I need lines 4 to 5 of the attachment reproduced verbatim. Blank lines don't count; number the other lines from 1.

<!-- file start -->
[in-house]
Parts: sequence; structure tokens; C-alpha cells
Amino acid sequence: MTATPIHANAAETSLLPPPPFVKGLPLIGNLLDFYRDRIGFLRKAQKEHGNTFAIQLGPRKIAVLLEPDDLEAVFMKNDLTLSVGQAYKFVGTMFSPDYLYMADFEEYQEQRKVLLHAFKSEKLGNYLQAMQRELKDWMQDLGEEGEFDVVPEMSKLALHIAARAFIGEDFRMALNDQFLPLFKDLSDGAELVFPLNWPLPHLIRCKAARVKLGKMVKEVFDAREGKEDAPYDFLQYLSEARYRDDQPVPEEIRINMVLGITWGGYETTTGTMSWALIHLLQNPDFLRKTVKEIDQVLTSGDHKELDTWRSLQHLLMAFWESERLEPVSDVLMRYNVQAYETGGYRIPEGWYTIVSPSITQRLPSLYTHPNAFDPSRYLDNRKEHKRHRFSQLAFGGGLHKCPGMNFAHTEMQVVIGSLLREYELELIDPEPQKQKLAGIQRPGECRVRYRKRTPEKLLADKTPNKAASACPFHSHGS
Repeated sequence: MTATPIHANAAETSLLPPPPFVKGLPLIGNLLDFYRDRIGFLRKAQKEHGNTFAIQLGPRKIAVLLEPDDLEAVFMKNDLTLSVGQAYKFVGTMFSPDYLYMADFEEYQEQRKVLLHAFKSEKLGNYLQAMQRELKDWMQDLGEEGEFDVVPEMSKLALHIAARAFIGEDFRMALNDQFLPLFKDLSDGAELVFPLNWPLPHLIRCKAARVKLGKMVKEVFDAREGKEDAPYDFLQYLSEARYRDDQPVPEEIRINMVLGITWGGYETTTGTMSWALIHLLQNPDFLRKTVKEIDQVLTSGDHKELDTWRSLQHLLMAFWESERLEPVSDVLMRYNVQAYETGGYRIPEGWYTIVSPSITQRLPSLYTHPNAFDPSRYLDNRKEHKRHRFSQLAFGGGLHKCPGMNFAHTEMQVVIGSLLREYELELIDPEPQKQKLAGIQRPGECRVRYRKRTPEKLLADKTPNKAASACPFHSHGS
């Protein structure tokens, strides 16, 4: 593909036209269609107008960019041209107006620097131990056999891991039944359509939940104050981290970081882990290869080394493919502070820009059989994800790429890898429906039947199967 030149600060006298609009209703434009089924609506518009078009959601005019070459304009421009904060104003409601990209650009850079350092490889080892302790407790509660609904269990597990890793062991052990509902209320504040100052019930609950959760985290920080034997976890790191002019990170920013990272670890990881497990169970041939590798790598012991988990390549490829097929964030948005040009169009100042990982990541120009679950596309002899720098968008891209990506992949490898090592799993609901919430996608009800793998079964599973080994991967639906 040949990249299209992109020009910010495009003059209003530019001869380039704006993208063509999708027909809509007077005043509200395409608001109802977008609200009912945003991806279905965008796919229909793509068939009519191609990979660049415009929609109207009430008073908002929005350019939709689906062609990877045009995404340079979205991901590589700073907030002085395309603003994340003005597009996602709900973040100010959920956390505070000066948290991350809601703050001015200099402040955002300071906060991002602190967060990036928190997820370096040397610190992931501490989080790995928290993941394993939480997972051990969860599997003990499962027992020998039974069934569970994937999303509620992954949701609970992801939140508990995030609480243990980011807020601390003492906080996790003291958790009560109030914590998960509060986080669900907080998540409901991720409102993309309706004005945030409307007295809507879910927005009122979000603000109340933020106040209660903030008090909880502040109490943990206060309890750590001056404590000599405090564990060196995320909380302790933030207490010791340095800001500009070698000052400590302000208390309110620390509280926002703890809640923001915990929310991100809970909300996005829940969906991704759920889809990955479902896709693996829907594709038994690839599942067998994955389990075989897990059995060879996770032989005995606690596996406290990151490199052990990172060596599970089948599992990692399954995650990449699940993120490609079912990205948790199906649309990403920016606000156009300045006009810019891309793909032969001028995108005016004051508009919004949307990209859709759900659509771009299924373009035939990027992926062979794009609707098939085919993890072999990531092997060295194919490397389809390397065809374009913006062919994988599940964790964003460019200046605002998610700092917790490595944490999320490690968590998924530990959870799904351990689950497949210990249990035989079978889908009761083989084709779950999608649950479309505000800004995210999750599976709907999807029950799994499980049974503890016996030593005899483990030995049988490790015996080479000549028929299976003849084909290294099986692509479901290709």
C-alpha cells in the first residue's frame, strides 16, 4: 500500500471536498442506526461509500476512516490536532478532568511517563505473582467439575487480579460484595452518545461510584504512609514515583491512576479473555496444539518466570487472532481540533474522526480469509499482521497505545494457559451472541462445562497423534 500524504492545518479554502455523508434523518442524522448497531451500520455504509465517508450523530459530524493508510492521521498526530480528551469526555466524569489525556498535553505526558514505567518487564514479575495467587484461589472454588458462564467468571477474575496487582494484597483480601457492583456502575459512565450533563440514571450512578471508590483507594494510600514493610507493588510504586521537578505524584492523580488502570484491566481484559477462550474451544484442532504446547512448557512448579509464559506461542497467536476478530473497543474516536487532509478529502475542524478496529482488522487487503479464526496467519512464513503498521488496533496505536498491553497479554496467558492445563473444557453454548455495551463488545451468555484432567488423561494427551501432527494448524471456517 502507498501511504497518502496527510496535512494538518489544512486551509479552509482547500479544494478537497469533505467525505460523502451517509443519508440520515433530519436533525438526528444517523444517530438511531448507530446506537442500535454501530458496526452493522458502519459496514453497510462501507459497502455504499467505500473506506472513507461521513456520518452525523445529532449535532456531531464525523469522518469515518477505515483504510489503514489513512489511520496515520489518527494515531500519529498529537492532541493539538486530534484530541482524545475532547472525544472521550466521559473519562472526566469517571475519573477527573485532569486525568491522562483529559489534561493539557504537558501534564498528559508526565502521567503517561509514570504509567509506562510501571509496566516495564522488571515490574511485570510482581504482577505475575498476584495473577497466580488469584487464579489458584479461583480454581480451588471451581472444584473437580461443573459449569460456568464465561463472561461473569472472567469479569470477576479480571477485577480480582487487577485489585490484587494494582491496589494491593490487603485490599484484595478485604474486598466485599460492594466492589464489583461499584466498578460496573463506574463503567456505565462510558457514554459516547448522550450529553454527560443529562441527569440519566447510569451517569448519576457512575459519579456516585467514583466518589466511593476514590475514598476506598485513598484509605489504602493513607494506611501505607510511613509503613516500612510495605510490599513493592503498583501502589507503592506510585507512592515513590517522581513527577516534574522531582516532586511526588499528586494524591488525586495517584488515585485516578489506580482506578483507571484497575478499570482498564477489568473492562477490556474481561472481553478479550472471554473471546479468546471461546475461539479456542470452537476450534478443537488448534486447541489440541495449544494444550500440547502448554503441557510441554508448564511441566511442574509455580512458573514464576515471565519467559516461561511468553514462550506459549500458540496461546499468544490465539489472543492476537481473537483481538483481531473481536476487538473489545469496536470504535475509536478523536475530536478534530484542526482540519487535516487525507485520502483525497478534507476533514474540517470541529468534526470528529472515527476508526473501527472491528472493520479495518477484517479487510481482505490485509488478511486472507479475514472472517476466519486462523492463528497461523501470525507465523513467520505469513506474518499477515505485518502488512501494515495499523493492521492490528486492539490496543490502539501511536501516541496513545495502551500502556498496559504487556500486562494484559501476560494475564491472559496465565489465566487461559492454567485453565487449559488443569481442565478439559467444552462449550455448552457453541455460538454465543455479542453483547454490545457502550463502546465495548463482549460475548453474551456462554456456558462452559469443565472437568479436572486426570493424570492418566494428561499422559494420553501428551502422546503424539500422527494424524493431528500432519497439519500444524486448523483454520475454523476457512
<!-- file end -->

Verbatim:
Repeated sequence: MTATPIHANAAETSLLPPPPFVKGLPLIGNLLDFYRDRIGFLRKAQKEHGNTFAIQLGPRKIAVLLEPDDLEAVFMKNDLTLSVGQAYKFVGTMFSPDYLYMADFEEYQEQRKVLLHAFKSEKLGNYLQAMQRELKDWMQDLGEEGEFDVVPEMSKLALHIAARAFIGEDFRMALNDQFLPLFKDLSDGAELVFPLNWPLPHLIRCKAARVKLGKMVKEVFDAREGKEDAPYDFLQYLSEARYRDDQPVPEEIRINMVLGITWGGYETTTGTMSWALIHLLQNPDFLRKTVKEIDQVLTSGDHKELDTWRSLQHLLMAFWESERLEPVSDVLMRYNVQAYETGGYRIPEGWYTIVSPSITQRLPSLYTHPNAFDPSRYLDNRKEHKRHRFSQLAFGGGLHKCPGMNFAHTEMQVVIGSLLREYELELIDPEPQKQKLAGIQRPGECRVRYRKRTPEKLLADKTPNKAASACPFHSHGS
């Protein structure tokens, strides 16, 4: 593909036209269609107008960019041209107006620097131990056999891991039944359509939940104050981290970081882990290869080394493919502070820009059989994800790429890898429906039947199967 030149600060006298609009209703434009089924609506518009078009959601005019070459304009421009904060104003409601990209650009850079350092490889080892302790407790509660609904269990597990890793062991052990509902209320504040100052019930609950959760985290920080034997976890790191002019990170920013990272670890990881497990169970041939590798790598012991988990390549490829097929964030948005040009169009100042990982990541120009679950596309002899720098968008891209990506992949490898090592799993609901919430996608009800793998079964599973080994991967639906 040949990249299209992109020009910010495009003059209003530019001869380039704006993208063509999708027909809509007077005043509200395409608001109802977008609200009912945003991806279905965008796919229909793509068939009519191609990979660049415009929609109207009430008073908002929005350019939709689906062609990877045009995404340079979205991901590589700073907030002085395309603003994340003005597009996602709900973040100010959920956390505070000066948290991350809601703050001015200099402040955002300071906060991002602190967060990036928190997820370096040397610190992931501490989080790995928290993941394993939480997972051990969860599997003990499962027992020998039974069934569970994937999303509620992954949701609970992801939140508990995030609480243990980011807020601390003492906080996790003291958790009560109030914590998960509060986080669900907080998540409901991720409102993309309706004005945030409307007295809507879910927005009122979000603000109340933020106040209660903030008090909880502040109490943990206060309890750590001056404590000599405090564990060196995320909380302790933030207490010791340095800001500009070698000052400590302000208390309110620390509280926002703890809640923001915990929310991100809970909300996005829940969906991704759920889809990955479902896709693996829907594709038994690839599942067998994955389990075989897990059995060879996770032989005995606690596996406290990151490199052990990172060596599970089948599992990692399954995650990449699940993120490609079912990205948790199906649309990403920016606000156009300045006009810019891309793909032969001028995108005016004051508009919004949307990209859709759900659509771009299924373009035939990027992926062979794009609707098939085919993890072999990531092997060295194919490397389809390397065809374009913006062919994988599940964790964003460019200046605002998610700092917790490595944490999320490690968590998924530990959870799904351990689950497949210990249990035989079978889908009761083989084709779950999608649950479309505000800004995210999750599976709907999807029950799994499980049974503890016996030593005899483990030995049988490790015996080479000549028929299976003849084909290294099986692509479901290709």